Snap Happy

With the proliferation of cell-phone cameras we all now have the resource to produce quality photos with just one click. The Forumist asked professional photographer Ruggero Maramotti to do a little experimenting with the Samsung Galaxy S7 to show just how far cell-phone photography has come now

In the 1960s, photographers’ work was something totally different. Helmut Newton and others started to experiment with a new style, led by what was considered reportage photography. Then, inspired by the art movement of that time, photographers such as Jürgen Teller and Terry Richardson got more interested in the basic meaning of “capturing a moment”. This trend started to be more about representing a lifestyle and capturing what was happening around them.



Being a photographer – someone who shoots to create art or communicate – once required equipment, lenses and add-ons for a lot of money. Nowadays, a photographer’s kit can just be one device that fits in your pocket. Today, photography has become progressively more accessible, and making dramatic improvements to an image that was taken quickly is not only possible, it’s extremely easy.
Almost everyone can be a part of this process and, thanks to the ease of access to the medium, anybody can create magical images. Taking hundreds of photographs costs nothing, so cameras aren’t just for bringing out at birthdays and graduation ceremonies any more, they are for the everyday. The initial snap is just the start.

To highlight what photography has become today, The Forumist approached the professional photographer Ruggero Maramotti about experimenting with the Samsung Galaxy S7 phone.




Born and raised in the northern Italian city of Parma, Maramotti’s career started more than 15 years ago. His introduction to photography came at the age of 13, when he stole his father’s camera, and the punishment was to help him in his dark room. It was there that his love of classic techniques grew.
After living in Milan for a year when he was older, he then relocated to Scandinavia. Today he is located mostly in Sweden, where he makes Stockholm his home. In his work you often see a touch of melancholy and loneliness and realistic depictions of contemporary life. Most of his inspiration comes from painters. “I often seek a way to escape the direct objectivity of photography – painting, music and sculpture don’t have this problem,” says Maramotti. “My photos are intended to express my feelings or mood when I took the image.”




Maramotti carried out the experiment using the newest Samsung phone over the course of one weekend. He visited countryside just outside Stockholm and tested the phone in daylight and in the darkness of night. He also took photographs at his home. “I’m not an expert in matters of phone cameras,” he says, “although I can say, with this one, the capacity of catching the details and the colours are impressive, and it has a very fast lens.”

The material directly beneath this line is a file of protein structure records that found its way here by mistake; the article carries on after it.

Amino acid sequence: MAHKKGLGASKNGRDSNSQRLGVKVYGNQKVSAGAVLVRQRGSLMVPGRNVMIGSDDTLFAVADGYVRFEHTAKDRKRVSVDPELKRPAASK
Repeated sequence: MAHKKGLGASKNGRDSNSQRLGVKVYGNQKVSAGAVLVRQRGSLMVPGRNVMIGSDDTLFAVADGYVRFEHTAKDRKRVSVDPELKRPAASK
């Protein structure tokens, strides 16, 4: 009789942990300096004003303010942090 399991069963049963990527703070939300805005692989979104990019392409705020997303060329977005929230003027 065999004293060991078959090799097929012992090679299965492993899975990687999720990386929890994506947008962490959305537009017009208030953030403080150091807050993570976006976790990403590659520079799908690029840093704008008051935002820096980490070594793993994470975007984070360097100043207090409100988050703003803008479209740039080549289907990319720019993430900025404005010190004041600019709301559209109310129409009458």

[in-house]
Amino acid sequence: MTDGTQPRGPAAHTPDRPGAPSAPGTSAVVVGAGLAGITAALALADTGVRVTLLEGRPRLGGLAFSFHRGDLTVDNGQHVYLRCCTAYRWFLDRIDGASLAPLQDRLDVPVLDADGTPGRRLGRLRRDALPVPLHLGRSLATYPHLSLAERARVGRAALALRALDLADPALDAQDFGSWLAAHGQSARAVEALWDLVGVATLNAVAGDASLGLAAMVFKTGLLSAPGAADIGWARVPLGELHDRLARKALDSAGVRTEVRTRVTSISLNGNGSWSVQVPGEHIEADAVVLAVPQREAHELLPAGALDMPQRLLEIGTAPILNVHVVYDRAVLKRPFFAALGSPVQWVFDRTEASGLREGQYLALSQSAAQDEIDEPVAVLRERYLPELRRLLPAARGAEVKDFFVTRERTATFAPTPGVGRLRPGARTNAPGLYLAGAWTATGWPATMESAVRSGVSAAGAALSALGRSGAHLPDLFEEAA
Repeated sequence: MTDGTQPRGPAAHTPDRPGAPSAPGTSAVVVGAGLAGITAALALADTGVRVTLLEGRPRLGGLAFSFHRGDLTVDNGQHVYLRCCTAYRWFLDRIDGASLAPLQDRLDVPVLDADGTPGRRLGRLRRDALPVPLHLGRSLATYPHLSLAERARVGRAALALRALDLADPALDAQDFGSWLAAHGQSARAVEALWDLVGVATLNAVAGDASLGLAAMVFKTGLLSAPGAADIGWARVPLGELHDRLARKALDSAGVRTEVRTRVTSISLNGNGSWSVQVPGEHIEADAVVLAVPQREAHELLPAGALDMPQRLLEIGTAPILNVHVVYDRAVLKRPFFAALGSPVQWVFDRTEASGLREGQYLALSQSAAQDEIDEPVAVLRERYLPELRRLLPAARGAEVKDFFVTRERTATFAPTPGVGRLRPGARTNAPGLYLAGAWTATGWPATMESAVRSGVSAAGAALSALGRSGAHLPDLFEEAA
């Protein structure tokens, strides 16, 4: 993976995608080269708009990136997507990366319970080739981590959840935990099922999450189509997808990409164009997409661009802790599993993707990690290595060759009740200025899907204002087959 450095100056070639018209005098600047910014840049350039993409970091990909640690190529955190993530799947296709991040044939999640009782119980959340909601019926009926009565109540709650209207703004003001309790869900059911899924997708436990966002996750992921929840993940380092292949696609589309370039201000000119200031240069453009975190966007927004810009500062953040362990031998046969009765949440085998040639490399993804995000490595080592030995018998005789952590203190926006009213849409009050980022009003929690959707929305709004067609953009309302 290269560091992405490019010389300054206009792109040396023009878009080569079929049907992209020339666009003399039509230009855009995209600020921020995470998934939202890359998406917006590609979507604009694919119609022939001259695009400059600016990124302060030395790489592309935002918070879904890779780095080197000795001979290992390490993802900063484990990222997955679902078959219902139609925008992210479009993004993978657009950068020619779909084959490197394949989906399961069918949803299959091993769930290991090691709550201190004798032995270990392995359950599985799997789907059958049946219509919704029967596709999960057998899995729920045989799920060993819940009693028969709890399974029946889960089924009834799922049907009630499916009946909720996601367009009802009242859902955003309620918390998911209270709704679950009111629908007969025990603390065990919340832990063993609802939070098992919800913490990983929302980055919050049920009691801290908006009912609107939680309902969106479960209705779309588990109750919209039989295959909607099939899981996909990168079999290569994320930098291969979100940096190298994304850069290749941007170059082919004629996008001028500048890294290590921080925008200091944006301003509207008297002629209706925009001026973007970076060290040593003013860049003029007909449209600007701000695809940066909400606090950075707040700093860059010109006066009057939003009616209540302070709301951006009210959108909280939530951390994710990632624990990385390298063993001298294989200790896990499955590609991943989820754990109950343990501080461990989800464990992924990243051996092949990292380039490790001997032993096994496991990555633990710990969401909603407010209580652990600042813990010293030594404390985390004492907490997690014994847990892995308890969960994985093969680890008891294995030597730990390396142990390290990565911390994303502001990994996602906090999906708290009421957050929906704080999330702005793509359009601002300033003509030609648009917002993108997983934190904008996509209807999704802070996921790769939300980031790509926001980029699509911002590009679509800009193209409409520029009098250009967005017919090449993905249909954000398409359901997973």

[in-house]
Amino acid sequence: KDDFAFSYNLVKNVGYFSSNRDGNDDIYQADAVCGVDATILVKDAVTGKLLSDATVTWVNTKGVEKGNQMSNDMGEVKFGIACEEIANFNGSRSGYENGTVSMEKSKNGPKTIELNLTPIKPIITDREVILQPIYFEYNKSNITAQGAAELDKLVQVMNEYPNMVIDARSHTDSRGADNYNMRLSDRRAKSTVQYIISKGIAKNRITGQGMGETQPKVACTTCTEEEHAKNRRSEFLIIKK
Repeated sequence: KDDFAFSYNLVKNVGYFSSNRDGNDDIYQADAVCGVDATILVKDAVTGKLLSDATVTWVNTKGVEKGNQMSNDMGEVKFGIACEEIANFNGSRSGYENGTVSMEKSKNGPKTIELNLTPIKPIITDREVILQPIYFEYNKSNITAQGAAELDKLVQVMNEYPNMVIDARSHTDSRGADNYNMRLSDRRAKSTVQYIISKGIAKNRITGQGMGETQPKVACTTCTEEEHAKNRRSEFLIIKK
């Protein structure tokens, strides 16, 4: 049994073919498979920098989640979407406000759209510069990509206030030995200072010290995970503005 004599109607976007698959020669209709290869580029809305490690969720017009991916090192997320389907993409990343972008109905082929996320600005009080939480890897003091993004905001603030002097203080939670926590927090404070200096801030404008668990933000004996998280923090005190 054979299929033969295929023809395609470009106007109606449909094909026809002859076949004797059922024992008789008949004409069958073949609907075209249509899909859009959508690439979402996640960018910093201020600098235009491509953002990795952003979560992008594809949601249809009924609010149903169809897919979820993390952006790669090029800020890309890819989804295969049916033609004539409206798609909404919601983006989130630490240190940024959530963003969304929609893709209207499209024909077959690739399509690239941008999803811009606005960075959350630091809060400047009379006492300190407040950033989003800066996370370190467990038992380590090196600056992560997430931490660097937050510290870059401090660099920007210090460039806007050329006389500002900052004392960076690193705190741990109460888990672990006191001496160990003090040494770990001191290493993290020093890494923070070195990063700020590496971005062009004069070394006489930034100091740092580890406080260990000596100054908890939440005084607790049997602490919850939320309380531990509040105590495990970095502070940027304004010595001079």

As he says himself, cell phones are not Maramotti’s usual tool of the trade. “I always work in low ISO. With small-sensor cameras, like those in a phone, it is usually very hard to do this. Since I don’t have control of it, I normally skip using a phone when low-light conditions require high ISO. The S7 has the possibility to manually control the low ISO, so the challenge is only to keep the phone steady [low ISO in low light requires longer exposure]”.





“The manual control of the ISO and the exposure time to me was the biggest news. It doesn’t give full manual control, but it is definitely more than enough. And, as I said before, the fast lens allows you to take pictures in difficult light conditions.”

Any tips for amateur photographers who now only take pictures with their phones?

“I approach a subject with the attitude that I only have one shot when I take a picture, so I make that moment relevant. Maybe I have this approach because I come from the film generation. I concentrate, I compose, I check the controls of the camera – this can be done with the S7 – then I take the image. Obviously if I’m not happy, I take another one but, in general, with the first one, I know if the image is worth saving or if it should be discarded. Another tip that is absolutely driven by personal taste is this – try to have the camera straight and to be parallel with the subject. I consider a cell-phone camera the same tool as an ordinary camera. Phone cameras have wide angles, so I would pay attention to avoiding unwanted things or light in the image.”









Our connection with photography has undeniably changed radically over the past few years. Most of us carry a cell phone in our pockets, so everyone can be a photographer, but this doesn’t always mean you are going to be a great photographer. You have the tool now – see what you can do with it.

All images taken with SAMSUNG GALAXY S7


Words by Fredrik Wallin

Photography by Ruggero Maramotti

Special thanks to Samsung